Illinois Attorney General Kwame Raoul joined a coalition of 14 attorneys general yesterday, calling for an end to federal immigration arrests of non-citizens without a judicial warrant or court order in and around state courthouses.
In an amicus brief filed in State of Washington v. U.S. Department of Homeland Security, Raoul and the coalition argue in support of Washington state’s request for a preliminary injunction to immediately halt such arrests by U.S. Immigration and Customs Enforcement (ICE) and U.S. Customs and Border Protection (CBP).
Raoul said “No one should be afraid to visit courthouses to access the government services they need”, and that “Arrests like these may prevent immigrants from attending important court hearings or seeking protection from abusive partners. ”
Last month, Washington’s attorney general sued ICE, the CBP and the Department of Homeland Security (DHS), among others, arguing that the federal government’s policy and practice of arresting non-citizens — both undocumented and those with legal status — at or around state courthouses violated the Administrative Procedure Act, the Tenth Amendment and the right of access to courts, which is protected by the First, Fifth, Sixth and 14th Amendments. Washington filed a motion for a preliminary injunction to immediately halt the federal government’s policies.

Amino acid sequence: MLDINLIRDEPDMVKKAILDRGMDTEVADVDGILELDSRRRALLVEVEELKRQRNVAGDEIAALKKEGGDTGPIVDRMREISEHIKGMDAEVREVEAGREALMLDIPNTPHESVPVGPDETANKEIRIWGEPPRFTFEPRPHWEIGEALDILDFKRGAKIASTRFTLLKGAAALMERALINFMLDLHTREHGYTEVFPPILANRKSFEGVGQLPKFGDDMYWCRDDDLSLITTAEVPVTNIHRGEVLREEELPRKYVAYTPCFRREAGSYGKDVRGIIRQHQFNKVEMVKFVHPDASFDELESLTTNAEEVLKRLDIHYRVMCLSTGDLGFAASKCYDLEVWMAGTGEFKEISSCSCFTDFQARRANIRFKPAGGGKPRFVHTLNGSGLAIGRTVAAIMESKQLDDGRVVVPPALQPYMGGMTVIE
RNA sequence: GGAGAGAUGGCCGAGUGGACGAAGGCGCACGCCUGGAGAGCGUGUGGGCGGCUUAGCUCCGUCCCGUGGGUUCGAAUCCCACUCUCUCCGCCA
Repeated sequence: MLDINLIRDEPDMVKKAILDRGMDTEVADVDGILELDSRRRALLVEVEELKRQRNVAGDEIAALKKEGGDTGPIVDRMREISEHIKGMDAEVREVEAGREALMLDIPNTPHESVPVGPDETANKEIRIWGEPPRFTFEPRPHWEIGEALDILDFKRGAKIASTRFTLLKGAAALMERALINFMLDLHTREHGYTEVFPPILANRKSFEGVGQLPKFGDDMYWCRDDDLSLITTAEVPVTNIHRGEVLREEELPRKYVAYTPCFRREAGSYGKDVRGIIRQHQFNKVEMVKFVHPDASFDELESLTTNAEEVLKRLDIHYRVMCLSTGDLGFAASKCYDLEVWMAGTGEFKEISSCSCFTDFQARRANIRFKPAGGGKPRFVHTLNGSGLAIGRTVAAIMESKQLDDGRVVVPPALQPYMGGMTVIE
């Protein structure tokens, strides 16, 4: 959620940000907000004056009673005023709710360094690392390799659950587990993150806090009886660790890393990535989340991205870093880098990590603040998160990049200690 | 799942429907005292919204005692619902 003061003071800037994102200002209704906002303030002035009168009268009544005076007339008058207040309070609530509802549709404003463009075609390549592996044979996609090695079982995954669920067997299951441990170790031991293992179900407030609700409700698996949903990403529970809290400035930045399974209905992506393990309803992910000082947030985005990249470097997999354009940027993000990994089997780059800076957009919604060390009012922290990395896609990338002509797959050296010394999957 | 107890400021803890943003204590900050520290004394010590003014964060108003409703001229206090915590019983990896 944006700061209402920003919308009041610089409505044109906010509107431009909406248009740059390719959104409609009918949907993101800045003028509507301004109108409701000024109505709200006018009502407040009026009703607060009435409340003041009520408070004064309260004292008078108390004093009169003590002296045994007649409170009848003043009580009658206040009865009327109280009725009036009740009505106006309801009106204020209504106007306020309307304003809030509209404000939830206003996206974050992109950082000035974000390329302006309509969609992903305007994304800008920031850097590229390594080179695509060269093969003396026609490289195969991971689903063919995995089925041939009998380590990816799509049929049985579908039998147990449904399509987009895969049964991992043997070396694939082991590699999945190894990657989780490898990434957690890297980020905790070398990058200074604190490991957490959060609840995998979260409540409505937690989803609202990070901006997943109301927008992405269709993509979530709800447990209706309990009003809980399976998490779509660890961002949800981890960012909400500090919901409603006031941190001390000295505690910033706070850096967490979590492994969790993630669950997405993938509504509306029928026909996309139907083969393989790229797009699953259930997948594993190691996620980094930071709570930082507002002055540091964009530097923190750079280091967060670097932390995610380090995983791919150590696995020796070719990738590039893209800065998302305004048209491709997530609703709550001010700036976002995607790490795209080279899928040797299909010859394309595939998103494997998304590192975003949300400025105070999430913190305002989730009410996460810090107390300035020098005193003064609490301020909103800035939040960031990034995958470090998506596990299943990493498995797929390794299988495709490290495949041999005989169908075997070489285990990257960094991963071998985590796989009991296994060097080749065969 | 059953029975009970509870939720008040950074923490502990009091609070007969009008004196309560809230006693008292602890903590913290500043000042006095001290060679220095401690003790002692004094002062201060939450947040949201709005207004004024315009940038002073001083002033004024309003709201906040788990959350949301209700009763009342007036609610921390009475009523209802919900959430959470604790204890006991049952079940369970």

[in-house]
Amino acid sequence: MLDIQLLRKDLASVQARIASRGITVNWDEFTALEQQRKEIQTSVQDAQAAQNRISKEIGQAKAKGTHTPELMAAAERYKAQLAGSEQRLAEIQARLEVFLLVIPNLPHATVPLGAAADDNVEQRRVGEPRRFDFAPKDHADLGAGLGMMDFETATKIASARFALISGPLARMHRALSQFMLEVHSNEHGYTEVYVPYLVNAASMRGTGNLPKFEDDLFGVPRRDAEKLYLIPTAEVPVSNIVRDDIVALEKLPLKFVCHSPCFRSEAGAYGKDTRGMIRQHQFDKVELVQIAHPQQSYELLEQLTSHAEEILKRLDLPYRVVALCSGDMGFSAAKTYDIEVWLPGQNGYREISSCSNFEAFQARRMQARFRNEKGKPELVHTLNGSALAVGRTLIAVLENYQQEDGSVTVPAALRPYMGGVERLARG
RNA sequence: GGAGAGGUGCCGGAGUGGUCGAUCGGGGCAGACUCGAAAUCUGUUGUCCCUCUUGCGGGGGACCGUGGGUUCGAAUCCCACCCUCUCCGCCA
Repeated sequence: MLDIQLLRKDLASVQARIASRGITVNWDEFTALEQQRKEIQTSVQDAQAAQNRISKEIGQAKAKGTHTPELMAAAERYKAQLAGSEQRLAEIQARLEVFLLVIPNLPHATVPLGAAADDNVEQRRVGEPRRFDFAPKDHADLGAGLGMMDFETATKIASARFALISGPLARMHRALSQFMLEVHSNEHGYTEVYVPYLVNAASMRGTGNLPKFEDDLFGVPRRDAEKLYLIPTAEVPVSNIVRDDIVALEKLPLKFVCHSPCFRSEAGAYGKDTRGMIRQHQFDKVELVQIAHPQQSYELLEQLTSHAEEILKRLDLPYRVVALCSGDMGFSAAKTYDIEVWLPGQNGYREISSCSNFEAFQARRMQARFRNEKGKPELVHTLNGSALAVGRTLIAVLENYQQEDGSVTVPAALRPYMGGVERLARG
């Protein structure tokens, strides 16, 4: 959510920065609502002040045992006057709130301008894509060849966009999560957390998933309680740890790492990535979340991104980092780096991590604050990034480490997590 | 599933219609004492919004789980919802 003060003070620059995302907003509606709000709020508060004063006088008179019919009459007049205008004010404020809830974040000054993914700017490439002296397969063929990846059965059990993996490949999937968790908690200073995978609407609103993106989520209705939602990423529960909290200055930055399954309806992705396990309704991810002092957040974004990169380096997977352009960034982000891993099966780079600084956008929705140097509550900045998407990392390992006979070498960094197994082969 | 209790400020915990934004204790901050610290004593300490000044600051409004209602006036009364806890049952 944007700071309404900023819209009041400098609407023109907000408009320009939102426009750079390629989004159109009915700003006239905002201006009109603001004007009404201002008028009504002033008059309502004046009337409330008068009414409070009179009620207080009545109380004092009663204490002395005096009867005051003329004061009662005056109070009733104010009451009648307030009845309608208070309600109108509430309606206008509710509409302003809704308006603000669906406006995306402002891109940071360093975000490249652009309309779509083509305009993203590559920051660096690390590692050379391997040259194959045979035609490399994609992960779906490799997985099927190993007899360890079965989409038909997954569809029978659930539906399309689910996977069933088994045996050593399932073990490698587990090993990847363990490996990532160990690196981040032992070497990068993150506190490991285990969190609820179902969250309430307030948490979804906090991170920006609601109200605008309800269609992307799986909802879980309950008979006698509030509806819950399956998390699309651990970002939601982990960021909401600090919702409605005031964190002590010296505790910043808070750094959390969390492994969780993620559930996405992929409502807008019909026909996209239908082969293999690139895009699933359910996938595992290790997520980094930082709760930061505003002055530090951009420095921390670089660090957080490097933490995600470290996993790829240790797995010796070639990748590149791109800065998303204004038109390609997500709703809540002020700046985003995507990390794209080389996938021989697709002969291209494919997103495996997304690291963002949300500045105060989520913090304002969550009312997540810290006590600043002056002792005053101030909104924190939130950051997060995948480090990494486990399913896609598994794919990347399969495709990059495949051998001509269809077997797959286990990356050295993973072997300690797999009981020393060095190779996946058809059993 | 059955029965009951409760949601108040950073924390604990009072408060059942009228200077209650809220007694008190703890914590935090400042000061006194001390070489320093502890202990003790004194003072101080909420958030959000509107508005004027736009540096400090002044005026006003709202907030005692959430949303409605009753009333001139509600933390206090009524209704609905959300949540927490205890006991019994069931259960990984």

In the brief, Raoul and the coalition argue that the federal government’s arrest practices violate the common law privilege against civil arrests at courthouses, which has been recognized in Illinois and several other states.
The amicus brief further maintains that the federal government’s practice of conducting civil immigration arrests is deeply harmful to the effective functioning of state court systems. The brief states that dozens of these arrests have occurred at Illinois courthouses since 2017.
The Attorney General’s office says that it does not request information about immigration or citizenship status from anyone who contacts the office or files a complaint. Attorney General Raoul encourages individuals to contact his office to report instances of discrimination or harassment by calling his Civil Rights Hotline at 1-877-581-3692.